Crazy Rich Asians Movie Review

It really does seem like forever since THE BIG SICK graced audiences with a unique, but familiar perspective on love. That may be because for every gem like that film, audiences are given garbage like the 50 SHADES franchise or HOME AGAIN. CRAZY RICH ASIANS is the kind of once-in-a-while rom-com that reminds audiences just how good the genre can be. It’ll woo any movie goer with its charming cast, fairytale aesthetics and cultural relevance.

Crazy Rich Asians

Rachel Chu (Wu), an NYU economics professor, is smitten by her ruggedly handsome boyfriend, Nick Young (Golding). For a year, she’s come to know him as a kind and selfless individual, but unbeknownst to her, he’s world-renowned amongst several circles because he’s from the richest family in Singapore. Rachel will be accompanying Nick to Singapore for his best friend’s wedding. It should be a bit of romantic escapism for Rachel, but it turns into a crash course lesson on Nick’s wealthy family and the eccentric, bizarre cast of characters surrounding it.

On its surface, CRAZY RICH ASIANS could be called a retread of MY BIG FAT GREEK WEDDING, but unlike the latter, CRAZY RICH ASIANS is more spirited and transcends several of its own genre and sitcom-esque tropes. Rarely does the film spoon feed the culture to audiences that aren’t privy to what they’re being immersed into. The film does sprinkle foreshadowing throughout so that scenes thick within Chinese culture will be recognizable to the most layman of viewers.

Crazy Rich Asians

Through Rachel, we learn about the generational and cultural clashes between traditional Chinese culture and modern Chinese-American culture. It may seem like a minute detail on its surface, but we learn about how some of Nick’s family clutch to their long held family beliefs like their diamond trinkets. A lesser film would trash the previous generation for its set-in-stone beliefs, but CRAZY RICH ASIANS respects its elders by showing how they can remain noble, but flexible in relation to the next generation.

I promise I’m not trying to paint this incredibly fun movie as a serious meditation on 20th vs. 21st century ideals in Southeast Asia. While Rachel unintentionally makes enemies, she makes a lot of allies who in themselves are worthy of their own paragraph or two (but I won’t bore you or spoil too much). Nick’s cousin, Astrid (Gemma Chan), is the most humble of the elites, seemingly annoying the glitz and glamour, focusing on family, kids and her various charities.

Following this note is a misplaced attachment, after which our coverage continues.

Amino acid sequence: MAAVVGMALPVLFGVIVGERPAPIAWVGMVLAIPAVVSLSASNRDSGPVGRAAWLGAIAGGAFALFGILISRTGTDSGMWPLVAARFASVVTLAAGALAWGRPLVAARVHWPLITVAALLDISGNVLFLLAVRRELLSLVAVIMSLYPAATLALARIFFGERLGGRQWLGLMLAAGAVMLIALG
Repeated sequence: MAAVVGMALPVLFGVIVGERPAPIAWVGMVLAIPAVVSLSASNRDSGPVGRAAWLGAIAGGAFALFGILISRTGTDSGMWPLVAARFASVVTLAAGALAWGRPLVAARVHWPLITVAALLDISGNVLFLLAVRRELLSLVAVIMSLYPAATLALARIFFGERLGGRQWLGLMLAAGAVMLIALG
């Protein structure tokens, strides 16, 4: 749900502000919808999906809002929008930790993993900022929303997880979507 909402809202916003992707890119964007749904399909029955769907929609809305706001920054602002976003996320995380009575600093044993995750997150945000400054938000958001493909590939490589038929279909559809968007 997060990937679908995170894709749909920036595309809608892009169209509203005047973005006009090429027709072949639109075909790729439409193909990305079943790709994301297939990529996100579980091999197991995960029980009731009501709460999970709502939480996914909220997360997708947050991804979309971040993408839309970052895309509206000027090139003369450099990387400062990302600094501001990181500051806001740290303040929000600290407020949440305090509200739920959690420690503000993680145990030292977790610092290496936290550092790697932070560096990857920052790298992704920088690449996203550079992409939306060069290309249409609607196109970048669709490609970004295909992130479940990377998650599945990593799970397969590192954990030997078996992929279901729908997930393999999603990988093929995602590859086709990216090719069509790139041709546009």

Crazy Rich Asians

Awkwafina, playing Rachel’s college friend Goh Peik Lin, steals nearly every scene she’s in. She comes from her own affluent family in Singapore, which can be described as JERSEY SHORE in Singapore. Her father might be played by the person with the biggest American star power in the film, Ken Jeong. They’ve seemingly inherited their wealth, utilizing their status to goof around and rub noses with other elitist in the hopes one of their kids might marry into more money. If any movie character and her family was deserving of a spin-off, it’s Lin’s.

CRAZY RICH ASIANS will make you happy and hungry (I had a serious craving for dumplings afterwards). It’s far from perfect, but there’s a lot of fun to be had. I was asked if CRAZY RICH ASIANS was good simply because it exceeded my low bar expectations or if because it was a genuinely good movie. Honestly, it’s both. I didn’t expect much, and I got more than I expected. I’d have no problems watching this movie again or seeing a sequel or two involving these loveable characters. Considering this film is based on a book and that book is the first of a trilogy, my prayers have already been answered.


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